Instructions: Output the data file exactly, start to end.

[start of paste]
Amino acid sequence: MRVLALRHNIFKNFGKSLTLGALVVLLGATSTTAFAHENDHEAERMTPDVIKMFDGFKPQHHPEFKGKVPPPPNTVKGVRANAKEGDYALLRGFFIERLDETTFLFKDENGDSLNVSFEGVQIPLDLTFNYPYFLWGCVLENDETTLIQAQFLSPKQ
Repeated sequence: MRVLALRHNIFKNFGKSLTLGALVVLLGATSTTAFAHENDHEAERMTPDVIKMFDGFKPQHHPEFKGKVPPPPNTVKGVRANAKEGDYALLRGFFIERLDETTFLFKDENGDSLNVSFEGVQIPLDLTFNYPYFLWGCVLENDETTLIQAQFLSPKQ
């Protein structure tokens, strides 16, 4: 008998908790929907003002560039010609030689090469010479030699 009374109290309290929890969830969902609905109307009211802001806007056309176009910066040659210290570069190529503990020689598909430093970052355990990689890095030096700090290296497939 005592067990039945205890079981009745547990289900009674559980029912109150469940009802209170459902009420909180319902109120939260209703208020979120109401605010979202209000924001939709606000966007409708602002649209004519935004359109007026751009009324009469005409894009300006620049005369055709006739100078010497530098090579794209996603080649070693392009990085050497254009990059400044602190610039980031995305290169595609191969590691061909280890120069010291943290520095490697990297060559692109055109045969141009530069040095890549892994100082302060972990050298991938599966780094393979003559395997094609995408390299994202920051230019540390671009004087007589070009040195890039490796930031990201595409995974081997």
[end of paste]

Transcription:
Amino acid sequence: MRVLALRHNIFKNFGKSLTLGALVVLLGATSTTAFAHENDHEAERMTPDVIKMFDGFKPQHHPEFKGKVPPPPNTVKGVRANAKEGDYALLRGFFIERLDETTFLFKDENGDSLNVSFEGVQIPLDLTFNYPYFLWGCVLENDETTLIQAQFLSPKQ
Repeated sequence: MRVLALRHNIFKNFGKSLTLGALVVLLGATSTTAFAHENDHEAERMTPDVIKMFDGFKPQHHPEFKGKVPPPPNTVKGVRANAKEGDYALLRGFFIERLDETTFLFKDENGDSLNVSFEGVQIPLDLTFNYPYFLWGCVLENDETTLIQAQFLSPKQ
């Protein structure tokens, strides 16, 4: 008998908790929907003002560039010609030689090469010479030699 009374109290309290929890969830969902609905109307009211802001806007056309176009910066040659210290570069190529503990020689598909430093970052355990990689890095030096700090290296497939 005592067990039945205890079981009745547990289900009674559980029912109150469940009802209170459902009420909180319902109120939260209703208020979120109401605010979202209000924001939709606000966007409708602002649209004519935004359109007026751009009324009469005409894009300006620049005369055709006739100078010497530098090579794209996603080649070693392009990085050497254009990059400044602190610039980031995305290169595609191969590691061909280890120069010291943290520095490697990297060559692109055109045969141009530069040095890549892994100082302060972990050298991938599966780094393979003559395997094609995408390299994202920051230019540390671009004087007589070009040195890039490796930031990201595409995974081997």